Supply chain transparency can be difficult to accomplish on a global scale. In addition to how items are shipped, shippers should also have visibility to how and where products are made to ensure compliance across the entire supply chain. Recent tragedies such as the Plaza garment factory collapse in Bangladesh, has brought to light the ethical and environmental issues that have occurred at the start of many supply chains1. In response, governments, consumers, and companies are demanding details about the origins and systems that create their products. They worry about the quality, safety, ethics, and environmental impact of the factories and processes used at the core of many global supply chains.
It can be difficult for companies to determine all those involved in the production and manufacturing of their products. Companies work with suppliers, who work with vendors, some of which may continue to outsource to subcontractors for different entities to make a single product. This means that companies can work with thousands of factories at a time and may not even realize it. Many of today’s top brands do not own the manufacturing facilities used to create their inventory, so it can be difficult to set working condition standards. A recent survey showed that 53% of companies do not have a system in place to monitor where their materials came from or did not make an effort to share this information to the public2. Pressure from governments and consumers has companies looking to their global supply chain partners to help establish new systems to improve social compliance.
Consumers Care about Compliance Providing transparent supply chain details has been a concern for consumers. 66% of consumers are willing to pay more for a good if the company shows dedication to social or environmental change5. In particular, the millennial generation’s buying behavior reflects the demand for social compliance. More than 50% of millennials will buy from companies that support causes they care about. Although millennials may not be a target market, they are considered highly influential with other generations mirroring their purchasing behaviors6. Companies that have been more transparent are performing better than those who do not. According to the Nielsen Global Corporate Sustainability Report, companies that demonstrated commitment to sustainability seen 4% global growth compared to the 1% growth for those who failed to demonstrate the same commitment7.
Governing bodies haven’t taken social compliance lightly. In fact, more regions are enforcing regulations to force companies to take a more in-depth look at their supply chains and make improvements to responsibly manage their operations. California passed the California Transparency in Supply Chain Act of 2010, which was enacted in 2012. This law requires businesses that sell goods in California with a gross revenue that exceed $100 million worldwide to disclose an annual statement detailing efforts to eliminate social issues like slavery and human trafficking from their direct supply chains3. More recently, the European Union announced that they are planning to enforce manufacturers and importers to report the origins of materials and disclose information about their supplier’s human rights and environmental activities4. Similar circumstances could be enforced throughout other regions as more awareness and systems are put into place to promote higher standards.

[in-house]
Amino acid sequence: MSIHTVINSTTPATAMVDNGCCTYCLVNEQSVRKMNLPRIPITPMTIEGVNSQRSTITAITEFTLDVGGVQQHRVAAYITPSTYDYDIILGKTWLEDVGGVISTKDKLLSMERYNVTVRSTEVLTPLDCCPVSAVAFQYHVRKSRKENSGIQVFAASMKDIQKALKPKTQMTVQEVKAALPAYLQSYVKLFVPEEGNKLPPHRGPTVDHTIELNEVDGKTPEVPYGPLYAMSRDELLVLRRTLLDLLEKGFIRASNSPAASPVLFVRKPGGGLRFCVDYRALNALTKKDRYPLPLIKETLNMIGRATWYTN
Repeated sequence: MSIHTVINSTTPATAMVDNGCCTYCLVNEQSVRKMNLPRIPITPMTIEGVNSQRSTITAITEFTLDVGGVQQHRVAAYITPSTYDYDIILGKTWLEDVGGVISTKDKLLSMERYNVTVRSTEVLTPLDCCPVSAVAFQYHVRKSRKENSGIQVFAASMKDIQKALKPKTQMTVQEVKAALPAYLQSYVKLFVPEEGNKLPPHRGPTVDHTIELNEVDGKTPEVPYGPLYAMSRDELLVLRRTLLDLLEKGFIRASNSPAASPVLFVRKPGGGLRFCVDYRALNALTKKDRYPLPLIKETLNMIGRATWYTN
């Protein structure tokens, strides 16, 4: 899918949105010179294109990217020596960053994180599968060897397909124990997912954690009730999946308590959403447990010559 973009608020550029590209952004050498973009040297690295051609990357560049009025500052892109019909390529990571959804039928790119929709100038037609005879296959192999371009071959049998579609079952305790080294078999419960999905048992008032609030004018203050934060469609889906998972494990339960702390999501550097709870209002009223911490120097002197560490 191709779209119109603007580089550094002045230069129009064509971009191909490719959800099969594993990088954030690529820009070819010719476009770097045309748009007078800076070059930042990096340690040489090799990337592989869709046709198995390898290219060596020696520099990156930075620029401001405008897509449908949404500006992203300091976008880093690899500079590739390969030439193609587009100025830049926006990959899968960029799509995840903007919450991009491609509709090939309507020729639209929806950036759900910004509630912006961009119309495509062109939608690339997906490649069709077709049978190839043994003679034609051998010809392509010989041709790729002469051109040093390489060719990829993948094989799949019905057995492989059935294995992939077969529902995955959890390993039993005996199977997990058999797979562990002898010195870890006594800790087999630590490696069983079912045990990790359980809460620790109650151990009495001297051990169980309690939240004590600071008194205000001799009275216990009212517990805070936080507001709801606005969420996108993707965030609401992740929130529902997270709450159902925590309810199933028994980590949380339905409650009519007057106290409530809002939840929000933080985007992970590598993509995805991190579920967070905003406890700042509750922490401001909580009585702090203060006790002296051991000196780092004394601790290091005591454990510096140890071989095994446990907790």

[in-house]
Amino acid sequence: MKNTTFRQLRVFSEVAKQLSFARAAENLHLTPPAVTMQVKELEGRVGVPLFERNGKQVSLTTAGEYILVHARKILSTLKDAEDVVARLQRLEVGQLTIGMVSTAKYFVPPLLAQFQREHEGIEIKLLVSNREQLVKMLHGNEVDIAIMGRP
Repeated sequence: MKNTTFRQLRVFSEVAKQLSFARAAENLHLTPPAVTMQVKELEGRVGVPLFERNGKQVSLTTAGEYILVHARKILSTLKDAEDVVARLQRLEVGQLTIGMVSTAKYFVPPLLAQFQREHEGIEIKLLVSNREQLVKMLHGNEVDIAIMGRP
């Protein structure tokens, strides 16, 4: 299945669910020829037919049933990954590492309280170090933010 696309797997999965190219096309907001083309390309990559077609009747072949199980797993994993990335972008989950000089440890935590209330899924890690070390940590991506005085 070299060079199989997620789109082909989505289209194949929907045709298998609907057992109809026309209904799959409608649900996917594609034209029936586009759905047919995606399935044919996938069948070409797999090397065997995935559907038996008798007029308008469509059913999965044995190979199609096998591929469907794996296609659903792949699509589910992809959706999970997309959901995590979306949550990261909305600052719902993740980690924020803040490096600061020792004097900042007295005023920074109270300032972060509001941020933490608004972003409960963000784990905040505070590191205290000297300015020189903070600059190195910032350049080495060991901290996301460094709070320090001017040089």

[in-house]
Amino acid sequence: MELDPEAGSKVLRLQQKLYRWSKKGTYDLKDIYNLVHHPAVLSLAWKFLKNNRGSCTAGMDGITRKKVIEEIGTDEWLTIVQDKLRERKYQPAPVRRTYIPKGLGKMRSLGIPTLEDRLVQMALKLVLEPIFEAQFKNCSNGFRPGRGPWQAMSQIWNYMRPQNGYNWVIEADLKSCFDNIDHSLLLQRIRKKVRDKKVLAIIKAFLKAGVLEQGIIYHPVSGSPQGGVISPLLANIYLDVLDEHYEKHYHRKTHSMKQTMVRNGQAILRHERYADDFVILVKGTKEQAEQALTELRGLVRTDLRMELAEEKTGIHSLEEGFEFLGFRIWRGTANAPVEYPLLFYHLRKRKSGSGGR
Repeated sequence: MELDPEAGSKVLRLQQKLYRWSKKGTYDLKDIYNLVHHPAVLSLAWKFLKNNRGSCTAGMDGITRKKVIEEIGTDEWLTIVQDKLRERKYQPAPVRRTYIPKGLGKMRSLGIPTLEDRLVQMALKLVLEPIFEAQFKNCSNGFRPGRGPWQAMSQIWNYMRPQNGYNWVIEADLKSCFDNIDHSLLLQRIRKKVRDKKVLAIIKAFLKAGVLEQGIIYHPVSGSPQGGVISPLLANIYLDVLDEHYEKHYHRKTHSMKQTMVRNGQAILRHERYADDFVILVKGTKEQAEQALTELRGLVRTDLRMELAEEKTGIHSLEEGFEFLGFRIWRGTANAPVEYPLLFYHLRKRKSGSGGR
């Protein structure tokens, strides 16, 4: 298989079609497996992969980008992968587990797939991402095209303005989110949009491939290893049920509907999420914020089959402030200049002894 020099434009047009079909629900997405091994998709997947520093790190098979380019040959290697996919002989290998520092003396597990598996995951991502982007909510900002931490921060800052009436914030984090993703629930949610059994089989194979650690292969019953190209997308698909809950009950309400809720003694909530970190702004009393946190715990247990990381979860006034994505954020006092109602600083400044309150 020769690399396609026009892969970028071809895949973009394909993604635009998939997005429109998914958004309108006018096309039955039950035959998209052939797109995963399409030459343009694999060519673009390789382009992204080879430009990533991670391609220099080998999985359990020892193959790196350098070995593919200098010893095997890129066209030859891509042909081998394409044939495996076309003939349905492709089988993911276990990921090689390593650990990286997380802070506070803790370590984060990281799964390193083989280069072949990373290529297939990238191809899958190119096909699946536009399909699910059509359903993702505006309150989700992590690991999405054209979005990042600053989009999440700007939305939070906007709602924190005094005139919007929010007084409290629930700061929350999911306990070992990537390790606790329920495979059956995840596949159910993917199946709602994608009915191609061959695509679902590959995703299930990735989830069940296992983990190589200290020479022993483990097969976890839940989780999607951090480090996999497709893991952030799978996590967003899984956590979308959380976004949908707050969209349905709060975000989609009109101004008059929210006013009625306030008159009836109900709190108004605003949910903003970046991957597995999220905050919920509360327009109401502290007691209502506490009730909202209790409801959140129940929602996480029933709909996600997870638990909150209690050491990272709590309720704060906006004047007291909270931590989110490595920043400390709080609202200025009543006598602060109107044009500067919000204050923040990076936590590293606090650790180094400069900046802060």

Improving Global Supply Chain Practices
Keeping consumer demands and regulations in mind, companies are doing more to communicate their values and provide transparency into their entire supply chain process. However, this is impossible if they don’t have visibility to where their materials come from. Companies can openly communicate with their supply chain providers to help navigate through their supply chain process and collect data on the vendors and suppliers involved.
Global supply chain providers have the technology available to keep track of the entire supply chain process and ensure all stakeholders are mindful of their social compliance standards through documentation requirements. Once that information is acquired, shippers will be able to track, monitor, and improve labor and environmental practices by making responsible sourcing decisions. Having this information allows brands to further communicate their standards to shareholders, employees, and consumers.
Although it may take time for companies to put a system in place to manage social compliance standards, utilizing a global supply chain provider and their software capabilities can help. As companies begin to improve their standards, factories all over the world will shift and improve working conditions for their employees as well as for the environment. In response, informed consumers will opt to buy from companies that communicate and value these initiatives.